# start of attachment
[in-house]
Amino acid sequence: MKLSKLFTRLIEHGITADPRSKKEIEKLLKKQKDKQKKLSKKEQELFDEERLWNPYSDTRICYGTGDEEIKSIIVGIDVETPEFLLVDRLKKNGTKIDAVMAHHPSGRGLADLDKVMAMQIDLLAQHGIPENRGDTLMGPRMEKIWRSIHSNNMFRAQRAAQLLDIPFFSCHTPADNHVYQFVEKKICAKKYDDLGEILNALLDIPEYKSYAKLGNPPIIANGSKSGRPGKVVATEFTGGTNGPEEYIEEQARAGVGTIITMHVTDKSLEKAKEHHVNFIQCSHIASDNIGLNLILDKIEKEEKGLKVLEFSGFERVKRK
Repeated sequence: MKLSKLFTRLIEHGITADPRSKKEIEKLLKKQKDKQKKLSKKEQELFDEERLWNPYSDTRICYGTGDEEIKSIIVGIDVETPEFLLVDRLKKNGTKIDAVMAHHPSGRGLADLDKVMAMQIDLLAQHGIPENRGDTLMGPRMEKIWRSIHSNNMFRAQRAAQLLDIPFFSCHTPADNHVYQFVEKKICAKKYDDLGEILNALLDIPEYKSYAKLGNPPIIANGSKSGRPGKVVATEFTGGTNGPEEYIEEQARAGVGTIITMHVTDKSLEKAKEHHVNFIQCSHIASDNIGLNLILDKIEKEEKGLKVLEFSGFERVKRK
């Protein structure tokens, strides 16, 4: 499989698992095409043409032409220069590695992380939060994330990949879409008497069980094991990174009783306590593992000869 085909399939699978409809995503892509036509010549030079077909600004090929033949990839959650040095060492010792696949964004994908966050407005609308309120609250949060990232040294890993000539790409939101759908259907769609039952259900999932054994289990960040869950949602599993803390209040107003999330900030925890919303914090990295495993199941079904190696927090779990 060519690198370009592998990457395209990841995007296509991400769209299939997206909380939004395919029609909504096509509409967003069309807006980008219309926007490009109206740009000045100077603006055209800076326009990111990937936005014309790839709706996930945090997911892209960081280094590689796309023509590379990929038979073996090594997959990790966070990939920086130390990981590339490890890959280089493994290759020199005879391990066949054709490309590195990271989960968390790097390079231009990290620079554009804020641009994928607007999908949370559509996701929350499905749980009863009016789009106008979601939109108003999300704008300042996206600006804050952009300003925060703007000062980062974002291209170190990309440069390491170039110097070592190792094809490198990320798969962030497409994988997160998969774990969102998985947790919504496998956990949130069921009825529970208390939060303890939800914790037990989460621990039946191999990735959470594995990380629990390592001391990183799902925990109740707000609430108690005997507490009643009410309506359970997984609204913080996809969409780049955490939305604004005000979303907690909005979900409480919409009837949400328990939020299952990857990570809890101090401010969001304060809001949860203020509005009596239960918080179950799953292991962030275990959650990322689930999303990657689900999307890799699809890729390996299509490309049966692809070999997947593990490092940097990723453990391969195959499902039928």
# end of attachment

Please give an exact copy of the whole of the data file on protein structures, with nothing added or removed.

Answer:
[in-house]
Amino acid sequence: MKLSKLFTRLIEHGITADPRSKKEIEKLLKKQKDKQKKLSKKEQELFDEERLWNPYSDTRICYGTGDEEIKSIIVGIDVETPEFLLVDRLKKNGTKIDAVMAHHPSGRGLADLDKVMAMQIDLLAQHGIPENRGDTLMGPRMEKIWRSIHSNNMFRAQRAAQLLDIPFFSCHTPADNHVYQFVEKKICAKKYDDLGEILNALLDIPEYKSYAKLGNPPIIANGSKSGRPGKVVATEFTGGTNGPEEYIEEQARAGVGTIITMHVTDKSLEKAKEHHVNFIQCSHIASDNIGLNLILDKIEKEEKGLKVLEFSGFERVKRK
Repeated sequence: MKLSKLFTRLIEHGITADPRSKKEIEKLLKKQKDKQKKLSKKEQELFDEERLWNPYSDTRICYGTGDEEIKSIIVGIDVETPEFLLVDRLKKNGTKIDAVMAHHPSGRGLADLDKVMAMQIDLLAQHGIPENRGDTLMGPRMEKIWRSIHSNNMFRAQRAAQLLDIPFFSCHTPADNHVYQFVEKKICAKKYDDLGEILNALLDIPEYKSYAKLGNPPIIANGSKSGRPGKVVATEFTGGTNGPEEYIEEQARAGVGTIITMHVTDKSLEKAKEHHVNFIQCSHIASDNIGLNLILDKIEKEEKGLKVLEFSGFERVKRK
């Protein structure tokens, strides 16, 4: 499989698992095409043409032409220069590695992380939060994330990949879409008497069980094991990174009783306590593992000869 085909399939699978409809995503892509036509010549030079077909600004090929033949990839959650040095060492010792696949964004994908966050407005609308309120609250949060990232040294890993000539790409939101759908259907769609039952259900999932054994289990960040869950949602599993803390209040107003999330900030925890919303914090990295495993199941079904190696927090779990 060519690198370009592998990457395209990841995007296509991400769209299939997206909380939004395919029609909504096509509409967003069309807006980008219309926007490009109206740009000045100077603006055209800076326009990111990937936005014309790839709706996930945090997911892209960081280094590689796309023509590379990929038979073996090594997959990790966070990939920086130390990981590339490890890959280089493994290759020199005879391990066949054709490309590195990271989960968390790097390079231009990290620079554009804020641009994928607007999908949370559509996701929350499905749980009863009016789009106008979601939109108003999300704008300042996206600006804050952009300003925060703007000062980062974002291209170190990309440069390491170039110097070592190792094809490198990320798969962030497409994988997160998969774990969102998985947790919504496998956990949130069921009825529970208390939060303890939800914790037990989460621990039946191999990735959470594995990380629990390592001391990183799902925990109740707000609430108690005997507490009643009410309506359970997984609204913080996809969409780049955490939305604004005000979303907690909005979900409480919409009837949400328990939020299952990857990570809890101090401010969001304060809001949860203020509005009596239960918080179950799953292991962030275990959650990322689930999303990657689900999307890799699809890729390996299509490309049966692809070999997947593990490092940097990723453990391969195959499902039928």